Church Hole is a cave which was used in both the Middle Palaeolithic and the late Upper Palaeolithic. Its late Middle Palaeolithic (Mousterian) use may have been pene-contemporaneous with occupation of the cave by spotted hyenas. Humans and hyenas were present during the middle Devensian and there is no reason why Neanderthal use of Church Hole should not have been at about the same time as that of the other Creswell caves.
Of much greater relevance to the subject of the Creswell parietal art is the late Upper Palaeolithic occupation. A large part of the discussion has necessarily been chronologically orientated and the conclusion which comes across is very clear—namely, that it seems likely that all this archaeological material could belong to the earlier part of the Late Glacial Interstadial and most probably to the second half of the 13th millennium bp. This is the time when it is envisaged that the engravings were made on the walls of the cave (Pike et al., this volume). This does not mean that they are necessarily coeval.
The debris left behind comes from the hunting of mountain hares and wild cattle and includes, as well as cut bones, flint projectile tips and antler fore-shaft fragments. There are awls, a needle, and a possible thread-winder, suggesting the making or repair of clothing, or equipment such as sleeping bags. The alternative interpretation of the notched bone as a flesher might be possible evidence for the cleaning of pelts. Fires were lit and it is just possible that some of the flints found were from making these or were the tools used to engrave. With the exception of the last it is the sort of random collection which might be expected at a site used over a not particularly lengthy period of time by mobile hunters passing through the Crags.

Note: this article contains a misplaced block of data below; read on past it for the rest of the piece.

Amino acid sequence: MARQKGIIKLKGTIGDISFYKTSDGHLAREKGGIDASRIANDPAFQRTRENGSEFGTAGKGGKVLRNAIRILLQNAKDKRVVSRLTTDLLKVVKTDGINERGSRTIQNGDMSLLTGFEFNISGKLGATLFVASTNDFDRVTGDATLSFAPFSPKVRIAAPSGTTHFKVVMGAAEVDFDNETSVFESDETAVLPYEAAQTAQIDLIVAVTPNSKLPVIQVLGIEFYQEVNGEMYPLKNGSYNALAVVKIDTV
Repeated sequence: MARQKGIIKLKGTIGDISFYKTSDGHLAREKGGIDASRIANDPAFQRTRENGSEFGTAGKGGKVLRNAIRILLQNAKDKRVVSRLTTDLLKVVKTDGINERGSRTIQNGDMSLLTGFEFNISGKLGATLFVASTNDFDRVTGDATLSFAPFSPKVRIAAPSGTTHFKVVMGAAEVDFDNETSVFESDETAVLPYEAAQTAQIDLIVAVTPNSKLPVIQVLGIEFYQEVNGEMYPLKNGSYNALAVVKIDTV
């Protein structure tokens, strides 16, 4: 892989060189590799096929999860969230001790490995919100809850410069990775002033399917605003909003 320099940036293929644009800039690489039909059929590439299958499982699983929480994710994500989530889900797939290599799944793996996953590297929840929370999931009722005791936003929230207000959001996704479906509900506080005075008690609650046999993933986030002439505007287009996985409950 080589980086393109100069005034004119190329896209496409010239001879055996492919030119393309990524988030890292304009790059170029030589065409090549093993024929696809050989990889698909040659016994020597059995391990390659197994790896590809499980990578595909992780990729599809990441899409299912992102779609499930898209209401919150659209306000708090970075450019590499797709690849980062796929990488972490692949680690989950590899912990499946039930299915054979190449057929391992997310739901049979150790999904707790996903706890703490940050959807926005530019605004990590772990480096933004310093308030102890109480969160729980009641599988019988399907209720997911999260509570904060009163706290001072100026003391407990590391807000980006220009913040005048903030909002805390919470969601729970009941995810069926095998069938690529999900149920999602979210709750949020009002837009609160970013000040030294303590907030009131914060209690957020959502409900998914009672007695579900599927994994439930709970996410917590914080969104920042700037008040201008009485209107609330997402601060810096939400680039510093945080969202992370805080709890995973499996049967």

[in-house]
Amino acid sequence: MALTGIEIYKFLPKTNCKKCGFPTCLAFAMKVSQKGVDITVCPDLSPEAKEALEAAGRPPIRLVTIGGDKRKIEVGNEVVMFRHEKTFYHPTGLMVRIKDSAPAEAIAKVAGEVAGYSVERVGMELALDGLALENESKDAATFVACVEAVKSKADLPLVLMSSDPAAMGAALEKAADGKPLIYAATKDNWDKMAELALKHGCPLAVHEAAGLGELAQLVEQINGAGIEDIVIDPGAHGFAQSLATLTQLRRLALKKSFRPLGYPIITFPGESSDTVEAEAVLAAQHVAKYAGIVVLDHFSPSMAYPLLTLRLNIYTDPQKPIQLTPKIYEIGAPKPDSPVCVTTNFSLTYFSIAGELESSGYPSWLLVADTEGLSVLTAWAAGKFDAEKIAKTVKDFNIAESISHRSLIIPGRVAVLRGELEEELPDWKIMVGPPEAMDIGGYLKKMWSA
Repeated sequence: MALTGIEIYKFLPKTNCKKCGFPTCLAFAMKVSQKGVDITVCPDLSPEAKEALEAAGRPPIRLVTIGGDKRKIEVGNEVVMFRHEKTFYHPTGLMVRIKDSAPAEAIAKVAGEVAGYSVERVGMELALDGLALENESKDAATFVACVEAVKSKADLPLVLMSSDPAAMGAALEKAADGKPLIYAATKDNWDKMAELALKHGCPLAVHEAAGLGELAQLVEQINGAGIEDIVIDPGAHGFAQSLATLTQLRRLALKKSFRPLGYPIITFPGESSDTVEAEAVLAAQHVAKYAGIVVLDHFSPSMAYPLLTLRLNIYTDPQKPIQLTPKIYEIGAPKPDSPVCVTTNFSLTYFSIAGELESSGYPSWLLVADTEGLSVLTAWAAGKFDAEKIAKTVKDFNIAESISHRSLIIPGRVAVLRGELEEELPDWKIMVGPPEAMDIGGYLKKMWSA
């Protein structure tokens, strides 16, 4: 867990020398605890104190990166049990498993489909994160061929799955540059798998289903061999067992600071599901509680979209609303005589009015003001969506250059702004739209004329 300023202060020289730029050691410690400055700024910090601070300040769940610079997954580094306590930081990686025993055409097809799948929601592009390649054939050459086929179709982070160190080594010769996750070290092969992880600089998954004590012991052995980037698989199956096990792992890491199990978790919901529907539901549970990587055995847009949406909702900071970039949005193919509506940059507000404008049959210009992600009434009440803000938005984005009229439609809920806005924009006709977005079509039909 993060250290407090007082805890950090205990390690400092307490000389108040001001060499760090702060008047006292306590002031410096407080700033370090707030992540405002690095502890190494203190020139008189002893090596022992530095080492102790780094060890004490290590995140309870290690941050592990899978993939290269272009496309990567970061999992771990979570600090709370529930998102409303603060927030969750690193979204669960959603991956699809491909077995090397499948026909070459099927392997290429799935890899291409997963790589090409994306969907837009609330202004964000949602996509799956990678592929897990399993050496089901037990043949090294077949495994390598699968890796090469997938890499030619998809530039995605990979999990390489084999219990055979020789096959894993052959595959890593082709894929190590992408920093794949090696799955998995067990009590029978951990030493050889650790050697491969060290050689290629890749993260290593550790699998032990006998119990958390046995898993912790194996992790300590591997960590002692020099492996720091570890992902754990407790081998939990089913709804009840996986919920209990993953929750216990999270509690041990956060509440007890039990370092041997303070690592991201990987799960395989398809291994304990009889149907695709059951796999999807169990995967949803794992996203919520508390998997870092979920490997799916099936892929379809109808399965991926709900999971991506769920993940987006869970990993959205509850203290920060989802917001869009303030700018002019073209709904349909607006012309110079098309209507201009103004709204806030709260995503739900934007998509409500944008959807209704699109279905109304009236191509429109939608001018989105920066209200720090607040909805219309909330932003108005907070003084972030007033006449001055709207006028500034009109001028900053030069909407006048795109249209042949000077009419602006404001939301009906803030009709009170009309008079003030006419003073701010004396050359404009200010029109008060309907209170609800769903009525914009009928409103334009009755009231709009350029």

Pettitt (in Bahn et al. 2005) has observed that there is less evidence for late Upper Palaeolithic occupation at Church Hole than there is from the other caves at Creswell Crags—Mother Grundy's Parlour, Pin Hole, and Robin Hood Cave. This is, however, difficult to quantify at a locality where the collections are so chronologically mixed. One way around the problem may be to compare counts for Upper Palaeolithic abruptly modified (backed) pieces from each of the four caves. However, even this is not straightforward. For example, at Mother Grundy's Parlour there is also evidence for an important Mesolithic occupation and it is not always possible clearly to distinguish between Upper Palaeolithic and Mesolithic backed pieces—particularly when these are fragmentary.
Nevertheless, what is very apparent from Table 7.9 is that there are indeed fewest late Upper Palaeolithic backed pieces from Church Hole and that the largest numbers come from Mother Grundy's Parlour and Robin Hood Cave. That these should be the richest sites is not surprising given that the former is the largest deep rock-shelter in the Crags and the 'Western Chamber' of Robin Hood Cave the largest enclosed roofed space. Both are clearly better suited than Church Hole and Pin Hole to the making of camps.
Garrod in a letter to Leslie Armstrong (17 February 1925: Weston Park Museum, Sheffield: Armstrong archive) attributed the fact that there was 'only one industrial level' at Church Hole to the cave facing north, while the
Table 7.9. Count of Late Upper Palaeolithic abruptly modiWed (backed) pieces from caves at Creswell Crags
Church Hole Pin Hole
Robin Hood Cave Mother Grundy's Parlour
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